Last week, the govt decided to junk the proposed provision to allow switching from EPF to NPS because the two instruments serve different purposes in terms of the benefits they provide. Disha Sanghvi asked 4 experts if such portability could have benefitted investors in any way
Earlier in 2019, the labour ministry proposed certain changes to the Employees’ Provident Fund (EPF) Act, including an option that allowed members to switch from EPF to the National Pension System (NPS). However, last week, the government decided to junk this provision because the two instruments serve different purposes in terms of the benefits they provide. In withdrawing the option, has the government robbed investors of an opportunity to take more equity exposure for their retirement corpus? Disha Sanghvi asked four experts if such portability could have benefitted investors in any way
Such a shift could have facilitated better planning
Sumit Shukla, Chief Executive Officer, HDFC Pension Management
Retirement planning is a must for every individual and the kind of instruments you choose plays an important role. The proposal to have the choice to transfer your corpus from EPF to NPS was a progressive reform and could have helped investors plan their retirement better.
The transfer would have given more flexibility to EPF subscribers in terms of investment in equity, choice of asset class, portability, and others. Also, in NPS, the entire investment performance of fund managers is monitored and tracked, giving investors a choice to move between funds and managers.
The tax treatment in both products is EEE (exempt-exempt-exempt) but the limitation of 40% mandatorily going from NPS to annuity products would have been a deal breaker. If 40% annuity taken from NPS is also made tax-free, then such a transfer would have been seamless.
The government should also bring all the pension products under the Pension Fund Regulatory and Development Authority.
Not allowing the switch is like taking a step back
Rituparna Chakraborty, Co-founder and executive vice-president, TeamLease Service
Large mandatory deductions from salary like EPF, EPS and ESI (Employees’ State Insurance) are perceived as poor products because they offer rotten service, entail high costs and have no competition.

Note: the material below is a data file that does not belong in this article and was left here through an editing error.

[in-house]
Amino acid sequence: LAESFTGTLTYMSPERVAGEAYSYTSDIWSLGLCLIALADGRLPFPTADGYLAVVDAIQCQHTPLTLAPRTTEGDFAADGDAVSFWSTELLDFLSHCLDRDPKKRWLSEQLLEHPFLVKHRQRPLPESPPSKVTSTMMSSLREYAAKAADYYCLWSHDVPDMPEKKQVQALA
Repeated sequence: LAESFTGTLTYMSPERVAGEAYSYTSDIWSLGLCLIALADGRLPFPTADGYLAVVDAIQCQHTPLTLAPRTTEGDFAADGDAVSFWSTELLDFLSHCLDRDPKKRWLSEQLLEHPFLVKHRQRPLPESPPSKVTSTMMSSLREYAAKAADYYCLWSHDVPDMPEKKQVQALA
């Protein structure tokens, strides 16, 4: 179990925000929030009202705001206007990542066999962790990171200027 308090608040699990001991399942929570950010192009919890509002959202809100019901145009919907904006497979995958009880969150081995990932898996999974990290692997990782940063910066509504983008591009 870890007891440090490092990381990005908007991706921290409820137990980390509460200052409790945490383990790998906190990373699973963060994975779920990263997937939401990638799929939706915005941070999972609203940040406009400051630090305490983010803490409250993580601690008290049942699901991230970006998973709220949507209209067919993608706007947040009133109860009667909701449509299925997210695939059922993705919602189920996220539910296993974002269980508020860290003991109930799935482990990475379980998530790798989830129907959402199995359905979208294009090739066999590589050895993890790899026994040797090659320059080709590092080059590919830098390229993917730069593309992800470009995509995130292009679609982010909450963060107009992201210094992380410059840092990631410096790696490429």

As a recourse, we have been recommending providing employees three options: a) to contribute their share of PF (Social Security Code Bill 2019 has legitimised this) or not; b) to contribute to ESI or to an independent scheme approved by the Insurance Regulatory and Development Authority of India; c) to contribute to EPS or NPS.
We should end the sham of EPS; it has an estimated ₹50,000 crore funding deficit and is unsustainable. We should revert to the pre-1991 situation where the 12% employer contribution went into a defined contribution account and allow employees to pay their 12% contribution to EPF or NPS.
The move to scrap the idea of allowing employees the choice between EPF and NPS is like taking a step back into the past and being held hostage by EPFO.
With NPS, you can opt for higher equity exposure
Lovaii Navlakhi, Managing Director and Chief Executive Officer, International Money Matters
We live in an age where portability is the norm, not an exception and where consumers are free to choose their service provider based on cost and convenience. Imagine telling a landline user that he can’t switch to a cellphone because he already has a communication device.
New products introduce new features and the latest technology. Why can’t users benefit from those? The cost of managing these come down with scale and NPS has the benefit of being set up with low costs.
But with life expectancy rising, beating inflation and making sure your money does not run out before you do, requires exposure to equity. Why should a 30-something not be allowed to have more than the 15% allocation to equity that EPF contributions are restricted to? For those with an eye on the future, accepting newer products and opening closed doors is natural. While the powers that be worry about protecting their turfs, they ignore the reality that the ground is being pulled from under their feet.
Low-income group prefers guaranteed, safe returns
Kuldip Kumar, Partner and leader, personal tax, PwC India
While presenting Budget 2015-16, then finance minister had announced that employees could choose between EPF and NPS. Subsequently, the labour ministry came up with a draft Social Security Code (SSC), 2019, which provided an option to EPF subscribers to switch to NPS. The detailed rules were to be notified later.
But after dissent from various quarters, the government dropped this proposal from SSC.
One may argue that by not providing such an option, the government is denying the opportunity to individuals to better their returns as NPS provides the option to allocate funds in various investment modes. In NPS, returns are based on performance and not guaranteed. However, EPFO has been consistently giving better returns on accumulated PF balances and benefits such as family pension, benefits on permanent and total disability, among others, especially to the lower-income group for whom safety of money and returns are important factors.